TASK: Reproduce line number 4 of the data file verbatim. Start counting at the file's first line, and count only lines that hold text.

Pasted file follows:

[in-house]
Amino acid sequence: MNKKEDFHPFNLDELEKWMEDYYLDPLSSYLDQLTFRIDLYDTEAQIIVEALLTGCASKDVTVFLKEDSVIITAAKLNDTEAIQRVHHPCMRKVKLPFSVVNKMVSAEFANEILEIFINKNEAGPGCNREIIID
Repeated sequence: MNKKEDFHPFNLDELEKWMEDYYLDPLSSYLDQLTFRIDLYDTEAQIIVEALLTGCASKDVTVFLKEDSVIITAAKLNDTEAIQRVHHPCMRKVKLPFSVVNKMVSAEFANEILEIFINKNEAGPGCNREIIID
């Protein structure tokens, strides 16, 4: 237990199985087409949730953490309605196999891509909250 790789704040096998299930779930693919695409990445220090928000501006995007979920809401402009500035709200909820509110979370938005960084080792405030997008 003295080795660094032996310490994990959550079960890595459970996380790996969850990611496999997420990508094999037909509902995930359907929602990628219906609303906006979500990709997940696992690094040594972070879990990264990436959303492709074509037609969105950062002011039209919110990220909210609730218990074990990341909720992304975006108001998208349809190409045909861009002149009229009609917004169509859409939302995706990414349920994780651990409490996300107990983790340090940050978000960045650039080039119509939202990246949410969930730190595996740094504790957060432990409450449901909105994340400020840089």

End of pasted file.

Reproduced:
């Protein structure tokens, strides 16, 4: 237990199985087409949730953490309605196999891509909250 790789704040096998299930779930693919695409990445220090928000501006995007979920809401402009500035709200909820509110979370938005960084080792405030997008 003295080795660094032996310490994990959550079960890595459970996380790996969850990611496999997420990508094999037909509902995930359907929602990628219906609303906006979500990709997940696992690094040594972070879990990264990436959303492709074509037609969105950062002011039209919110990220909210609730218990074990990341909720992304975006108001998208349809190409045909861009002149009229009609917004169509859409939302995706990414349920994780651990409490996300107990983790340090940050978000960045650039080039119509939202990246949410969930730190595996740094504790957060432990409450449901909105994340400020840089």